iTablet Teaching: the impact made on engagement and achievement.
It has been six months since Tim Powell-Jones, Diploma Learning Technologies Coordinator at INTO UEA London, introduced iPads as learning tools to his students on the International Business Diploma programme at INTO UEA London. His motivation: to develop new ways of helping students understand the content in their subject classes and engage with English language and culture.
Following on from Tim’s first blog in July of last year, what impact has this technology made on the classroom dynamic?
So far the programme seems to be going very well from a teaching point of view. It’s not just the iPads, but rather the knock on effect on how people are teaching, and how we are able to get far more value out of existing technology. Many of the ideas in my previous blog post at the start of term have provided a starting block, but what has also happened is that tablet computing is helping reduce technology anxiety and acting a catalyst for many teachers to embrace technology in the classroom.
Much of the really successful stuff has been ‘hidden’, and related to issues of study skills and engagement with material. Massively increased use of the VLE has been one interesting result. Students and teachers are using Moodle extensively for communication and feedback as opposed to just a passive repository for materials, and all students have had access from pretty much the first week of term and it has become the infrastructure underpinning many of the classes. This, coupled with improved university email access and calendar synchronization from Academic Support, has led to students being less likely to get left behind early on.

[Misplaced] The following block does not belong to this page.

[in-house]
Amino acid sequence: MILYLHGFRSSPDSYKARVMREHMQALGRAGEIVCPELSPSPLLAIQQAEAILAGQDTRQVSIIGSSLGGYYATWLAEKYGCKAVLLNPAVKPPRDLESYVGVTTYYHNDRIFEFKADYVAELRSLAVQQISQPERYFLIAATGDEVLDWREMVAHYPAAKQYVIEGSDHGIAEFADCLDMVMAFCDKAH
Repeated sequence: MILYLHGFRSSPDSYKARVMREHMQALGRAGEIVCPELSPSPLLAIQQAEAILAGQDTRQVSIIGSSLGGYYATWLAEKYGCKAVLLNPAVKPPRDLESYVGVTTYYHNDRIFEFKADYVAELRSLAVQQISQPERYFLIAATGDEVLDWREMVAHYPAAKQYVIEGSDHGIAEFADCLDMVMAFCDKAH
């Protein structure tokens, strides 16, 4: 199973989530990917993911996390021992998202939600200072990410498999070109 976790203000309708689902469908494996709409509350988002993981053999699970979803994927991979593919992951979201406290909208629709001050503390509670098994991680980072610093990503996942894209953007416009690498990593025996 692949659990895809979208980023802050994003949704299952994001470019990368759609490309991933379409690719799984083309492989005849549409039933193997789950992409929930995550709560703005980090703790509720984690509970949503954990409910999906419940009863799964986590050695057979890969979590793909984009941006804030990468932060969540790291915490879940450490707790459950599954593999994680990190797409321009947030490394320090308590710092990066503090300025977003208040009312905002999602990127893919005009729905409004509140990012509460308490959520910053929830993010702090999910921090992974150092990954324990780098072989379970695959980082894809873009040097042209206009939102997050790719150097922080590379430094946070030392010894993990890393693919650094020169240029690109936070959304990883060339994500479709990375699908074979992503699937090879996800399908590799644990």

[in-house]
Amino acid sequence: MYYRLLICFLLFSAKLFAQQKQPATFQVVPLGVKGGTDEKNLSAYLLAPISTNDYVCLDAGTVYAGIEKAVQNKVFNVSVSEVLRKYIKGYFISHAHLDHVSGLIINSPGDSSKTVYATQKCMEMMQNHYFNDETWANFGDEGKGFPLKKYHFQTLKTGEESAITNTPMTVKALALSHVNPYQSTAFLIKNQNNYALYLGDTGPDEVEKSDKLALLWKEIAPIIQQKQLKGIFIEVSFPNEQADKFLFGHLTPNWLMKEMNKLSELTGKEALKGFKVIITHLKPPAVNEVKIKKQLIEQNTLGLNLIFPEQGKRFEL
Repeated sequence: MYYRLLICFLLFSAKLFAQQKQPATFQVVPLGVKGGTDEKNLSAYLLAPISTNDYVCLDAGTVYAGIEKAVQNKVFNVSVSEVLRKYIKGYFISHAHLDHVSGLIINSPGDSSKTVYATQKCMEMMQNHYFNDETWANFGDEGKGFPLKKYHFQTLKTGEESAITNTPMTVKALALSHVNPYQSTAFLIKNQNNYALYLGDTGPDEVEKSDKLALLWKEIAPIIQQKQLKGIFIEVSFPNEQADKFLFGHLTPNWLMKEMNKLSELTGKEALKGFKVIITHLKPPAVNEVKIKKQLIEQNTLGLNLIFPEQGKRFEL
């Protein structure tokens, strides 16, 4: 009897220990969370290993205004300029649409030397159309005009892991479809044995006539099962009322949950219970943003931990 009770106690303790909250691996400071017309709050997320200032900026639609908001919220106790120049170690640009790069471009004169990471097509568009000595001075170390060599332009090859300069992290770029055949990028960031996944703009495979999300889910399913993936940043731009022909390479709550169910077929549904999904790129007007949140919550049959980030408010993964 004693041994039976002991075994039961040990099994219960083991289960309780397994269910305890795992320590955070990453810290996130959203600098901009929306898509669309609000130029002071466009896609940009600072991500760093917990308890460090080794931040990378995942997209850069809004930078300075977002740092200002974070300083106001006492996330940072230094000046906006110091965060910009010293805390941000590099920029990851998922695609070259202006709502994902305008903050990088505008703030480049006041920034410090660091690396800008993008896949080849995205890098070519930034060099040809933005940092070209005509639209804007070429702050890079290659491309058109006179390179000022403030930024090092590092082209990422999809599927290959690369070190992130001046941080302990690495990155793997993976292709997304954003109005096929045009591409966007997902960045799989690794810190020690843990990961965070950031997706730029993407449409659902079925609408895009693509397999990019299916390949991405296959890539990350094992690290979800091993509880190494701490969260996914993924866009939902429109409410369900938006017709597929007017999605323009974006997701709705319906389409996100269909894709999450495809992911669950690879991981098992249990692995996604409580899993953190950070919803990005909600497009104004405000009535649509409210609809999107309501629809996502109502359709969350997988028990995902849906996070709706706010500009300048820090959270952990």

Of course, the creative features of the devices have also allowed us to do things not previously possible, such as a series of student produced videos explaining concepts from Organisational Behaviour.
We have worked with students on helping them use the iPads take notes and organize their study effectively, and are beginning to see the results of this their lectures. Classroom observations have been key – observing what students are already doing and helping them do it better. This has led to the adoption of Dropbox to help class workflow and simple PDF annotators over complex note taking programmes. In all classes observed, the overwhelming majority of students are on task and concentrating on the material; rather than being a distraction, the iPad is being used by students constructively to check concepts, take notes in lectures, and participate in activities in English classes.